• There are three types of people in the world, those who don't know what's happening, those who wonder what's happening and those on the streets that make things happen.

Oh no…not again!

Posted by Raunak Mahajan on October 20, 2012

17:00 The train came to a halt. I picked up my bags and rushed to my compartment. Before boarding, I read the reservation chart and breathe a sigh of relief when I see my name on that list. I knew my ticket was confirmed but my mind has been tuned into being stressed till I see the proof inked on that dreaded chart.Β  Next, I glance at the passenger names around my seat. I am going to be spending the next 28 hours of my life with them, and I like to be prepared for what is coming. The only column that interests me is the Age/Sex column. 82/M, 52/F, 55/M, 57/M, 46/F ; oh no…not again! None of my co-passengers belong to my age group. Why does this always happen to me! I look at my Kindle and can’t help think “Just the two of us.”

17:30: Train starts moving. I bid an emotional goodbye to my favorite city, not knowing when I will return.

18:00: I assume a quiet posture in my seat, eyes glued to my kindle, ears catching every sound wave from the surroundings. Three of my co-passengers are related. 82 year old father (I will refer to him as grandfather) of the 52 year old aunty who is married to the 55 year old uncle. In India, any lady more than 20 years your age is referred to as “aunty” and any man “uncle”.

18:15: Aunty starts slicing apples and passes them on to uncle and Grandfather. And then what I dread, she offers them to me. I courteously refuse but in India you know its not going to work. I soon had four slices of apple in my hand and one in my mouth. Honestly, these were the most delicious apples I had had in a long time. I knew what this meant, I was now obliged to spend the next 26 hours chit chatting with this family. I looked at my Kindle, “Goodbye, mon ami!”

19:00: Grandfather turns out to be the most interesting man. He was a retired Railways official and his postings across the country endowed him with great wisdom that comes with traveling and age. Fortunately, he loved talking and sharing this worldly wisdom. I was all ears.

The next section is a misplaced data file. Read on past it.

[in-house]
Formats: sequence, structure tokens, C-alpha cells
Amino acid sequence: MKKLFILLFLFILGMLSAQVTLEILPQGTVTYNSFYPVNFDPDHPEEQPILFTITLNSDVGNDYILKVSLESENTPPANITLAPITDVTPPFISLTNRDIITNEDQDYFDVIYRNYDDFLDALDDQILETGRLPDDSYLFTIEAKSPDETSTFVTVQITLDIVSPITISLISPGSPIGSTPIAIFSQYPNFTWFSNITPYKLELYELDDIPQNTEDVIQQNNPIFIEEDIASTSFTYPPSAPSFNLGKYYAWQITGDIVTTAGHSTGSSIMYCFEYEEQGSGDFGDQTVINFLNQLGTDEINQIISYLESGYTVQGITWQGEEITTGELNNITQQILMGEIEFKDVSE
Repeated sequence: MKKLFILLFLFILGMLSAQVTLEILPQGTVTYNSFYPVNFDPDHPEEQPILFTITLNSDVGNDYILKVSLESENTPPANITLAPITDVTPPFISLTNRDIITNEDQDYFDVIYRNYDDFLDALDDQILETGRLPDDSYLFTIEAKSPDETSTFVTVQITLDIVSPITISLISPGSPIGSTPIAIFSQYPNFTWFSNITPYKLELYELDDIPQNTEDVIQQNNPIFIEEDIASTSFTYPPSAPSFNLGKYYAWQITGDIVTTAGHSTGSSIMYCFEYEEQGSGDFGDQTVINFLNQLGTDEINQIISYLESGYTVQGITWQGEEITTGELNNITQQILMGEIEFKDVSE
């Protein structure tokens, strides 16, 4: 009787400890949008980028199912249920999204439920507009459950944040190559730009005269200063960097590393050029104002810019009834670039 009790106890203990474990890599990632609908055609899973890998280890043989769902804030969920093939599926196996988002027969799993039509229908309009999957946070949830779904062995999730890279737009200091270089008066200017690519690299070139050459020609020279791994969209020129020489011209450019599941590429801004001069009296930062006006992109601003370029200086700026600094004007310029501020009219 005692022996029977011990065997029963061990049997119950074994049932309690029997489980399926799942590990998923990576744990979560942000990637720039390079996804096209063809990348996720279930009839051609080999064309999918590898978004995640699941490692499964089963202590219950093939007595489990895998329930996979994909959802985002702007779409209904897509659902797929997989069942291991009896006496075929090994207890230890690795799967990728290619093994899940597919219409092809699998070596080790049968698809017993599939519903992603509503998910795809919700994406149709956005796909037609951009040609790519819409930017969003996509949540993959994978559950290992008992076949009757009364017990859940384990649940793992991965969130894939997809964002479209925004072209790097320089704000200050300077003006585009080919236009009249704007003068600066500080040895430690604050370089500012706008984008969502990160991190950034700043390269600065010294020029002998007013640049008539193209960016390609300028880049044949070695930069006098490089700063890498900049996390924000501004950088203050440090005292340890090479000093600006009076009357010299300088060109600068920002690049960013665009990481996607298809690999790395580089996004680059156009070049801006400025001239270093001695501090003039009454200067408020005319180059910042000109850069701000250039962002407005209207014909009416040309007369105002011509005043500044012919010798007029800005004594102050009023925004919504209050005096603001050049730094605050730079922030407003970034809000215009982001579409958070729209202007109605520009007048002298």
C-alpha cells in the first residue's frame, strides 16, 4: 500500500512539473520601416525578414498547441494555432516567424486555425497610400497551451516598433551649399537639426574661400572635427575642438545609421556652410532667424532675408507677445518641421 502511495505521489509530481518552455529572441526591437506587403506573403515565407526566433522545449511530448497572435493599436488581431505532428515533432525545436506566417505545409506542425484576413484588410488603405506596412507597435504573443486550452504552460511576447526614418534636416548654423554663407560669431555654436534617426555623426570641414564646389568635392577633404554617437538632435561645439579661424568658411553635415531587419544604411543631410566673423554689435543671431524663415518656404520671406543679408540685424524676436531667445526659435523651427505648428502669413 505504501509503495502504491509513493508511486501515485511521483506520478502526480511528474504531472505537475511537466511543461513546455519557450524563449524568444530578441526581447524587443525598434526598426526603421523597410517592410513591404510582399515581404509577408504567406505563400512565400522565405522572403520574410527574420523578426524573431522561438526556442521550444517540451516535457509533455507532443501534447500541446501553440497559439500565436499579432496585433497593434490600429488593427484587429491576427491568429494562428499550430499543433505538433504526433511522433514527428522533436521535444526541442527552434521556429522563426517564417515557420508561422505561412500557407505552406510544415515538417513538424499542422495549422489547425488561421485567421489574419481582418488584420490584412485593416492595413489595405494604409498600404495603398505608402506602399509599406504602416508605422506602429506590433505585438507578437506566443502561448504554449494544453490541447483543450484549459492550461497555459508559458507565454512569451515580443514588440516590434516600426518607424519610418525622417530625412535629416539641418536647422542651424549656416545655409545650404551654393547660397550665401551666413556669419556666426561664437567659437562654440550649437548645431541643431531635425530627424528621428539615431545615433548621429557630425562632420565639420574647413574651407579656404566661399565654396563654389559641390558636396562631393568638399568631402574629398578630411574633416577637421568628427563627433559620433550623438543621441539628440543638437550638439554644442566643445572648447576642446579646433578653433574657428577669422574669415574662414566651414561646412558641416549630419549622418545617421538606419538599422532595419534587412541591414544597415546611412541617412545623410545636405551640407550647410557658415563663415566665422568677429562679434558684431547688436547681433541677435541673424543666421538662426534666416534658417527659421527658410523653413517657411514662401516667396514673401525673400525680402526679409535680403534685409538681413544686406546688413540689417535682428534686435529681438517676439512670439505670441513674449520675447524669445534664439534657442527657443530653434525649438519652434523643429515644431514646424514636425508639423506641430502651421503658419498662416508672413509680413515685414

20:00: The family unpacks its home made dinner and not surprisingly, I am offered their food. By now I am only too glad to accept the invitation. Fried potatoes in a red curry accompanied by Indian bread…heaven!

21:00: By now we have discussed the state of our nation more than the Cabinet ever has. The latest scandal involving the son-in-law of the country has been analyzed from every possible angle. Quality of railways food has been blasted in every sense possible. The danger Walmart poses to our entrepreneurs has been debated thoroughly. Best ways of investing savings have been pondered upon and almost all religious stereotypes existing in our country mentioned at least once.

22:00: We all wish each other a pleasant sleep and retire to our berths. I pick up my kindle and start reading “Business As Usual” by John Childress.

The next day is a repeat of exchange of gossips, food and jokes. In no time, I reach my destination and bid a grateful farewell to grandfather, uncle and aunty. Grateful for filling 28 hours of my life with such enriching information, wisdom and experience. Grateful for sharing their travels and teaching me a great lesson, “first impressions can be very deceiving indeed.” The next time I look at the reservation chart, I’ll look for an 82/M listing.

P.S: Highly recommend “Business As Usual” by John Childress. 5 stars!

SuperΒ  Pants lived up to their expectations yet again πŸ™‚

12 Responses to “Oh no…not again!”

  1. nyctanthesarbortristis said

    I look at my Kindle and can’t help think β€œJust the two of us.”

  2. This one is a nice incident-to be remembered..It often happens that some people are remembered throughout our lives ….An enriching experience

  3. I love to travel but 28 hours. I need to put this mind frame aside if I ever want to see parts of the world I dream of. Where where you going or returning from. Ohh and age should not be an requirement for good conversation. πŸ™‚

    • Raunak said

      the longest train ride I’ve endured is 60 hours! its the best way to see India πŸ™‚
      This time I was traveling from Pune to Delhi. You are so right about the age πŸ™‚

  4. I loved this story!
    I spent many days of my life, when I was still single, travelling round Italy by train and it is just the same – you get adopted by a huge family and fed for the whole journey. I learned Italian like that actually; I still have my “Italian note book” with dozens and dozens of different types of handwriting in it – all new words (and even verb conjugations!) very kindly written for my by strangers I chatted to on trains.
    I browsed through it recently and old memories came back of people I was lucky to spend a few hours with about 20 years ago!

    • Raunak said

      wow…didn’t know that Italians were so forthcoming as well. Thanks for sharing your lovely experience. The “Italian note book” is such a wonderful idea. I should maintain a log as well and have strangers scribble a few words on them.

      Am glad you like the post and thank you so much for enriching it with your story πŸ™‚

  5. So you were on the right spot eventually πŸ™‚

  6. soumyav said

    great to know you actually enjoyed the train journey! it was nice of you to share wth us the wonderful moments.

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